There is nothing new or surprising about sharing such an iconic poem at this time of year. But it has been on my mind the past few weeks. Every time we drive to the mountains, I find myself saying ’tis the season of mists and mellow fruitfulness’ under my breath, combining two popular seasonal lines in one, as I admire the glorious autumn trees around us!
I’m not the only.
The stylish, on trend instagrammers are also streaming to the mountains every weekend for their best-ever #autumnvibes pic. They arrive in glamorous autumnal themed clothing and spend their time tossing leaves and posing elegantly for their photographers/stylists. It can be quite a production and amuses the locals no end!
To Autumn was also the poem that turned me onto poetry as a young adult.
One May, early in my teaching career, I attended a conference at the university in Bathurst. The presenter could not resist quoting the first stanza of this poem after we had all driven into town through a foggy autumnal blaze of orange and yellow and red. She referred to Keats as an ‘eloquent distiller of language’. Listening to someone, with beautiful annunciation, recite a classic poem like this was a real treat I’ve never forgotten.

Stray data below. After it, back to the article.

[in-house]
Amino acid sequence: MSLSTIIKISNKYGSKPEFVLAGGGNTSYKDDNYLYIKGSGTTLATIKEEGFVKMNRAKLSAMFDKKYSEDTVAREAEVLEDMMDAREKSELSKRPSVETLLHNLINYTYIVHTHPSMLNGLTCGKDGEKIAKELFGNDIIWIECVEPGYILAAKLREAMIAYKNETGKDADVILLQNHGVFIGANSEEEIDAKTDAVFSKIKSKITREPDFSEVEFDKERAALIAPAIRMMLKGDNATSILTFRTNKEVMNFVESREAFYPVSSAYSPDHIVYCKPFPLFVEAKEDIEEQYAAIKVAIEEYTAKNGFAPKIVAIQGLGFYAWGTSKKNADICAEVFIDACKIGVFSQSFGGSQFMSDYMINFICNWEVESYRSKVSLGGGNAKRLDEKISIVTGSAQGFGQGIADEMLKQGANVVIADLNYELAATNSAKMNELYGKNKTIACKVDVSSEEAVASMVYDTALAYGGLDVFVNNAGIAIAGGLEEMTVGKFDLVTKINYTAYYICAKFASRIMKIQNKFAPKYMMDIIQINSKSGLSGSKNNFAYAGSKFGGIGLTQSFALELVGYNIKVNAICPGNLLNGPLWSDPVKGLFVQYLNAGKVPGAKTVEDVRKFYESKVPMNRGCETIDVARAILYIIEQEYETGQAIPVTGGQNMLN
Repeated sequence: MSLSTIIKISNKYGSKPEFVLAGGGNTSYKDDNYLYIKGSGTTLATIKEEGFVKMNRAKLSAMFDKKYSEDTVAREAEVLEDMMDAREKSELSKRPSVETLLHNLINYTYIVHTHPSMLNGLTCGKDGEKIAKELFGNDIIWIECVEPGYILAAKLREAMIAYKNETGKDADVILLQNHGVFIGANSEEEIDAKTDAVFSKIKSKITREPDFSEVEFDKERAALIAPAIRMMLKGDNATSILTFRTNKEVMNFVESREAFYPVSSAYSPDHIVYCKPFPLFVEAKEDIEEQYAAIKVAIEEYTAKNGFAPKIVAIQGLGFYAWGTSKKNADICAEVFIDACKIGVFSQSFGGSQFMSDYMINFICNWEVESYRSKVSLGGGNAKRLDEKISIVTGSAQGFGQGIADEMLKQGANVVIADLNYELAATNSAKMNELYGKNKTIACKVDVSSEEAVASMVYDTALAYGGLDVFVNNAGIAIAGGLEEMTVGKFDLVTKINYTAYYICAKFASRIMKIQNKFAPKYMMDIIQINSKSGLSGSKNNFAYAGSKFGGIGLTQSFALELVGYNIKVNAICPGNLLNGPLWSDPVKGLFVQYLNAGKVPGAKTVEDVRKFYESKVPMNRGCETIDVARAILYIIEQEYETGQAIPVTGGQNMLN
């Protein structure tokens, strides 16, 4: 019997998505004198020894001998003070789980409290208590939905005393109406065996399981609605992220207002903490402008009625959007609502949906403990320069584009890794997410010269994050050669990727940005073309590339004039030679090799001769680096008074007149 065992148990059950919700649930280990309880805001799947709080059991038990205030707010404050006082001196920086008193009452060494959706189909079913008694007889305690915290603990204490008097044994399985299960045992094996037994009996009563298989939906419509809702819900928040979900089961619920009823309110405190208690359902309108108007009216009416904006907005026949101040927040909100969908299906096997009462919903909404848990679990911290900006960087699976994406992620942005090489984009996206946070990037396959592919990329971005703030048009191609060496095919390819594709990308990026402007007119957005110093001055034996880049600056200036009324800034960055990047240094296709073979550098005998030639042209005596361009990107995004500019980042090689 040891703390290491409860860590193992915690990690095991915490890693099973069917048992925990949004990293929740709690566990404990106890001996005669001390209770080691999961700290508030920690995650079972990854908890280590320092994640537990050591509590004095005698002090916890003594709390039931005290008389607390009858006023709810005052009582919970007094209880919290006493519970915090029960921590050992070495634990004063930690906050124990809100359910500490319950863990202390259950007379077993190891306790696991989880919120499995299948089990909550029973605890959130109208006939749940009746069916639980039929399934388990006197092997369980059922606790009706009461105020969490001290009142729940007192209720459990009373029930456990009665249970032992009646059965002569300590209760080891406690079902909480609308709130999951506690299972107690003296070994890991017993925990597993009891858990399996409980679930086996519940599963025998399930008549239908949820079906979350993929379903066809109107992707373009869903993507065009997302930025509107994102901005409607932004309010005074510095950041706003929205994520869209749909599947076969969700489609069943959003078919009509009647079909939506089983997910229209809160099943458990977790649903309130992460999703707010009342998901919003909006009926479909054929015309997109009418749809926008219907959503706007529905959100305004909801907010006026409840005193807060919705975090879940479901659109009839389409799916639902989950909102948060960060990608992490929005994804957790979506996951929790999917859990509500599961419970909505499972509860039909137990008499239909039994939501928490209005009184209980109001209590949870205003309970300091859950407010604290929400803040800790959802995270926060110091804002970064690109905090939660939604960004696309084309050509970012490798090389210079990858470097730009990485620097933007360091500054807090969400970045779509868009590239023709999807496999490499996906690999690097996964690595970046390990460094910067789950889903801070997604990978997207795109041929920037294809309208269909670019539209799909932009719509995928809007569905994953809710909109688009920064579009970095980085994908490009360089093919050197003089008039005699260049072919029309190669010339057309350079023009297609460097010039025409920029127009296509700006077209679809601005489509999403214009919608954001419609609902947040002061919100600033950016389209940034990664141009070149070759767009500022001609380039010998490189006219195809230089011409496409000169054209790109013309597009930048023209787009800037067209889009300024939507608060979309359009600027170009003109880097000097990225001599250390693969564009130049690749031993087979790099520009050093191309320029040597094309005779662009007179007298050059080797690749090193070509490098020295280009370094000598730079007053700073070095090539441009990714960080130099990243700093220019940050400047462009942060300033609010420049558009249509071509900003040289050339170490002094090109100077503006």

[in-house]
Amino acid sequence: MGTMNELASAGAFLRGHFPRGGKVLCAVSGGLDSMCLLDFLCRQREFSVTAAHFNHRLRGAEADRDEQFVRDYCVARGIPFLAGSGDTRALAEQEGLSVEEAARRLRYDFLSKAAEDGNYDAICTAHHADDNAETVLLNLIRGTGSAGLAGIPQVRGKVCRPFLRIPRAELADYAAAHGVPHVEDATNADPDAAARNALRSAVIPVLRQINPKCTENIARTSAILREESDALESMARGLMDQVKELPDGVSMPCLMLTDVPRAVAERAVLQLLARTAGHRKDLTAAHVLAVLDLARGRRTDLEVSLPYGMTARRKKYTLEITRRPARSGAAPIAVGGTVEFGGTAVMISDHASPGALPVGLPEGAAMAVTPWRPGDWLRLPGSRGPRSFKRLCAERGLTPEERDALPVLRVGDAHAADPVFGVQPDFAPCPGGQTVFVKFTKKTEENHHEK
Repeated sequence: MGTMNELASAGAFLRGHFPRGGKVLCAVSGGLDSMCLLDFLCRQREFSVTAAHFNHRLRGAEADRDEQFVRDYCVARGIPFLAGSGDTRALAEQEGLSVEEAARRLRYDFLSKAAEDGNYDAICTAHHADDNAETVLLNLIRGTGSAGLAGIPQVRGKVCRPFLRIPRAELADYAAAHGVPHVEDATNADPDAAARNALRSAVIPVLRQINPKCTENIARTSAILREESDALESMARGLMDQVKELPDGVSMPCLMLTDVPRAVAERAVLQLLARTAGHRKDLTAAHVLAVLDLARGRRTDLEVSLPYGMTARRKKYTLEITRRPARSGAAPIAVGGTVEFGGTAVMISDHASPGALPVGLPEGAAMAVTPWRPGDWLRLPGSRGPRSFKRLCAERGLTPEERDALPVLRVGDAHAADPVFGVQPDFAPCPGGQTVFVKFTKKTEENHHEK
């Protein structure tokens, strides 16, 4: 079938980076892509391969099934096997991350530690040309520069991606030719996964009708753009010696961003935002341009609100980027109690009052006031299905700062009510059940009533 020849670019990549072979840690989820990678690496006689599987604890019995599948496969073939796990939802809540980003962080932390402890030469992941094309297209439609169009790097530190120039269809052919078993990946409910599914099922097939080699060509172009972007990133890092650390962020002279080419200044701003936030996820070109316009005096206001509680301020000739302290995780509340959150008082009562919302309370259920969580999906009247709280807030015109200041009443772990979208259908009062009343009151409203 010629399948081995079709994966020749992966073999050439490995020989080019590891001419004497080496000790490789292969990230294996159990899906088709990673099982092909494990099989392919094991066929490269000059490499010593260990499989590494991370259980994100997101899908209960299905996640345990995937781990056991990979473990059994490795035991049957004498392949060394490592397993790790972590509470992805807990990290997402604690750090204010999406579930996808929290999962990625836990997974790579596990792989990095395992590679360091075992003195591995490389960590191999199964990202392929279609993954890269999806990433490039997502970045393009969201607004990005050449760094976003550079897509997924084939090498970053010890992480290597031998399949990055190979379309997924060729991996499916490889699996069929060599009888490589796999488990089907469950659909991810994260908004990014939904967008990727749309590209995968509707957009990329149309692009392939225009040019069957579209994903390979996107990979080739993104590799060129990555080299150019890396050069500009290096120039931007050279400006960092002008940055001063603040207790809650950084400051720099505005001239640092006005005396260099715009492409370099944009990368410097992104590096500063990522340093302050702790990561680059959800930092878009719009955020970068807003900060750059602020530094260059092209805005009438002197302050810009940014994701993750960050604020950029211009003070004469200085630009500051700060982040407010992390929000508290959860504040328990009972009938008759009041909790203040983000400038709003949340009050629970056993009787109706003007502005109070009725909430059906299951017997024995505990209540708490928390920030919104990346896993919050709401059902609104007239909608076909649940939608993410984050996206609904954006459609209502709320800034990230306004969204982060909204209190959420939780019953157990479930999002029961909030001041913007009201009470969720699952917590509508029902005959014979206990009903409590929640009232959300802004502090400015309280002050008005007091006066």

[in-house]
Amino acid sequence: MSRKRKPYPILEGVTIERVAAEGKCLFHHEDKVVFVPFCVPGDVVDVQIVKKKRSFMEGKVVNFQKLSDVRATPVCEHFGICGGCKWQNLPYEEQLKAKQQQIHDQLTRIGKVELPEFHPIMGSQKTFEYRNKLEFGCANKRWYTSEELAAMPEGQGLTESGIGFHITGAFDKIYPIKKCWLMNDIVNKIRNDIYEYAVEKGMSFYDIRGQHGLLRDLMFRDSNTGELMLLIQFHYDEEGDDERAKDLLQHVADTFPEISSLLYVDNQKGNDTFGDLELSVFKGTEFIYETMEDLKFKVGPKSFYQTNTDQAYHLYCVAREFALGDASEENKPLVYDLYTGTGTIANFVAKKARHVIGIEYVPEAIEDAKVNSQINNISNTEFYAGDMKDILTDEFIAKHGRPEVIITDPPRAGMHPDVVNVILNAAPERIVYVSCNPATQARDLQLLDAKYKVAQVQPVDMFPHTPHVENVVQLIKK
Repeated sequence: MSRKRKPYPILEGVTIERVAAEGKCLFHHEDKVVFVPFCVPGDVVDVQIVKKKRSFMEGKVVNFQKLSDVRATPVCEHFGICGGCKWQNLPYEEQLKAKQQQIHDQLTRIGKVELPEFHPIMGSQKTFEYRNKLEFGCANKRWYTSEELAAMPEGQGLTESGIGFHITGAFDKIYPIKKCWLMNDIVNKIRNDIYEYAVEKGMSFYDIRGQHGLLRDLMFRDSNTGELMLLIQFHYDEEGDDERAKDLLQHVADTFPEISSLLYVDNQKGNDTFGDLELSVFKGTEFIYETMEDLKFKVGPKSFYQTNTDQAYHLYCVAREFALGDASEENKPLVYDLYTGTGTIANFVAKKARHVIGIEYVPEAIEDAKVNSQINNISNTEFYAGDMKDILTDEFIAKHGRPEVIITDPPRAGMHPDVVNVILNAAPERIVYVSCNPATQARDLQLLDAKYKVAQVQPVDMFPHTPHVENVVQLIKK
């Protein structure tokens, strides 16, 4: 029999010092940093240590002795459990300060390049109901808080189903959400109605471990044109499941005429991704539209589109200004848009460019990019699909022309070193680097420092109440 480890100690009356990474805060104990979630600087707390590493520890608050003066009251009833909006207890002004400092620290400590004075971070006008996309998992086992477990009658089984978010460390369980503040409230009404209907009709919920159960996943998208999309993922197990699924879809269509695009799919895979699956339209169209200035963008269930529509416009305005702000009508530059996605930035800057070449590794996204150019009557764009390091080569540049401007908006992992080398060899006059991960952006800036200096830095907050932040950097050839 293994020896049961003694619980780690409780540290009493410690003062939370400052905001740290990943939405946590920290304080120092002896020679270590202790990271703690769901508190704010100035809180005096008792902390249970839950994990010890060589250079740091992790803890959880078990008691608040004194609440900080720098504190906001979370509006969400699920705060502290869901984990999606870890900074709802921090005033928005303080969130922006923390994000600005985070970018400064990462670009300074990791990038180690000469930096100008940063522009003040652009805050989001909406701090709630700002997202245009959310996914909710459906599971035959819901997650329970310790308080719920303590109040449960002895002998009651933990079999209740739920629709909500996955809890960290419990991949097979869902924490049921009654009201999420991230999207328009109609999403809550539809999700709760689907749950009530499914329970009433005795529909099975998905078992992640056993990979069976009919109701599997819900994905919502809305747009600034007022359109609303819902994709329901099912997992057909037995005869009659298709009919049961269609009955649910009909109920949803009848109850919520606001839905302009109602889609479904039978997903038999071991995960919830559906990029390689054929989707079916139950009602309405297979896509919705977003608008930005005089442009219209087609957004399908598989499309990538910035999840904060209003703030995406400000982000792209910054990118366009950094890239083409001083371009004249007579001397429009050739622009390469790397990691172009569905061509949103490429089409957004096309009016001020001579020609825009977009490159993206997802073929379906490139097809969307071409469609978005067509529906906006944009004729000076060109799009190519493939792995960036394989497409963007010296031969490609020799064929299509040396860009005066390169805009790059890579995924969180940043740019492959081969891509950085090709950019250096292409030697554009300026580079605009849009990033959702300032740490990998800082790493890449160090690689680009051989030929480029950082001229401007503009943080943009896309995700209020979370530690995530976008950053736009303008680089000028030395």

To Autumn John Keats
Season of mists and mellow fruitfulness, Close bosom-friend of the maturing sun; Conspiring with him how to load and bless With fruit the vines that round the thatch-eves run; To bend with apples the moss'd cottage-trees, And fill all fruit with ripeness to the core; To swell the gourd, and plump the hazel shells With a sweet kernel; to set budding more, And still more, later flowers for the bees, Until they think warm days will never cease, For summer has o'er-brimm'd their clammy cells. Who hath not seen thee oft amid thy store? Sometimes whoever seeks abroad may find Thee sitting careless on a granary floor, Thy hair soft-lifted by the winnowing wind; Or on a half-reap'd furrow sound asleep, Drows'd with the fume of poppies, while thy hook Spares the next swath and all its twined flowers: And sometimes like a gleaner thou dost keep Steady thy laden head across a brook; Or by a cyder-press, with patient look, Thou watchest the last oozings hours by hours. Where are the songs of spring? Ay, Where are they? Think not of them, thou hast thy music too,— While barred clouds bloom the soft-dying day, And touch the stubble-plains with rosy hue; Then in a wailful choir the small gnats mourn Among the river sallows, borne aloft Or sinking as the light wind lives or dies; And full-grown lambs loud bleat from hilly bourn; Hedge-crickets sing; and now with treble soft The red-breast whistles from a garden-croft; And gathering swallows twitter in the skies. Written September 1819 First published 1820
This post is part of A Poem For a Thursday with Jennifer @Holds Upon Happiness.